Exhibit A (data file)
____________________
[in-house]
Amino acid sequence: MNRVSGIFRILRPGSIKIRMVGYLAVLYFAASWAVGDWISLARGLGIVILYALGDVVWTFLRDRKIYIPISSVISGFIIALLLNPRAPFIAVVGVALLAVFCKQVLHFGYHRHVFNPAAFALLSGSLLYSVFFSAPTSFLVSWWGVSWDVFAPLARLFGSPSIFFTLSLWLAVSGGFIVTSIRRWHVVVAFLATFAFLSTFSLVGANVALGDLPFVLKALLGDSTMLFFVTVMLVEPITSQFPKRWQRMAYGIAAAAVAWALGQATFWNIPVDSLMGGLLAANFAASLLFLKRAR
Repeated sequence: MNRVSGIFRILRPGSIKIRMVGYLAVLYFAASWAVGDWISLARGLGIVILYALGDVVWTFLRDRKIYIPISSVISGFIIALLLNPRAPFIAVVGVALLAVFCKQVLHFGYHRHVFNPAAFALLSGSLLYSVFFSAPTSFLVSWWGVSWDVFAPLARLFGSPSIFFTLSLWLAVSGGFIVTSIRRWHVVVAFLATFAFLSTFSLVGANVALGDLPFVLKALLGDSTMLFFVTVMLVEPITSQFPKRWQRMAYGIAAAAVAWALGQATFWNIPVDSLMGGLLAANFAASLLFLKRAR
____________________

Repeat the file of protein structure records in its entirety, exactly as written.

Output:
[in-house]
Amino acid sequence: MNRVSGIFRILRPGSIKIRMVGYLAVLYFAASWAVGDWISLARGLGIVILYALGDVVWTFLRDRKIYIPISSVISGFIIALLLNPRAPFIAVVGVALLAVFCKQVLHFGYHRHVFNPAAFALLSGSLLYSVFFSAPTSFLVSWWGVSWDVFAPLARLFGSPSIFFTLSLWLAVSGGFIVTSIRRWHVVVAFLATFAFLSTFSLVGANVALGDLPFVLKALLGDSTMLFFVTVMLVEPITSQFPKRWQRMAYGIAAAAVAWALGQATFWNIPVDSLMGGLLAANFAASLLFLKRAR
Repeated sequence: MNRVSGIFRILRPGSIKIRMVGYLAVLYFAASWAVGDWISLARGLGIVILYALGDVVWTFLRDRKIYIPISSVISGFIIALLLNPRAPFIAVVGVALLAVFCKQVLHFGYHRHVFNPAAFALLSGSLLYSVFFSAPTSFLVSWWGVSWDVFAPLARLFGSPSIFFTLSLWLAVSGGFIVTSIRRWHVVVAFLATFAFLSTFSLVGANVALGDLPFVLKALLGDSTMLFFVTVMLVEPITSQFPKRWQRMAYGIAAAAVAWALGQATFWNIPVDSLMGGLLAANFAASLLFLKRAR